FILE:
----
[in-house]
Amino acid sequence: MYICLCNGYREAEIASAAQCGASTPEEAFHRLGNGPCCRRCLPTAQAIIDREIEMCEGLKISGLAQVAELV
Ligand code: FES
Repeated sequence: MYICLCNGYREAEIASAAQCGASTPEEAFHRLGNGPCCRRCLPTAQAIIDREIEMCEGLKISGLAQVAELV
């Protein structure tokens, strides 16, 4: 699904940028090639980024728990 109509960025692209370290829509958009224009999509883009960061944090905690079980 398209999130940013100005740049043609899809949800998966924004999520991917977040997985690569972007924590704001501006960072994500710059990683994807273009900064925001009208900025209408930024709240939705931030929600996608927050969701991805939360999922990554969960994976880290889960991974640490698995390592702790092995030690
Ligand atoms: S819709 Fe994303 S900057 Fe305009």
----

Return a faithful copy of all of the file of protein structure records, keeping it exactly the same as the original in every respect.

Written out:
[in-house]
Amino acid sequence: MYICLCNGYREAEIASAAQCGASTPEEAFHRLGNGPCCRRCLPTAQAIIDREIEMCEGLKISGLAQVAELV
Ligand code: FES
Repeated sequence: MYICLCNGYREAEIASAAQCGASTPEEAFHRLGNGPCCRRCLPTAQAIIDREIEMCEGLKISGLAQVAELV
């Protein structure tokens, strides 16, 4: 699904940028090639980024728990 109509960025692209370290829509958009224009999509883009960061944090905690079980 398209999130940013100005740049043609899809949800998966924004999520991917977040997985690569972007924590704001501006960072994500710059990683994807273009900064925001009208900025209408930024709240939705931030929600996608927050969701991805939360999922990554969960994976880290889960991974640490698995390592702790092995030690
Ligand atoms: S819709 Fe994303 S900057 Fe305009």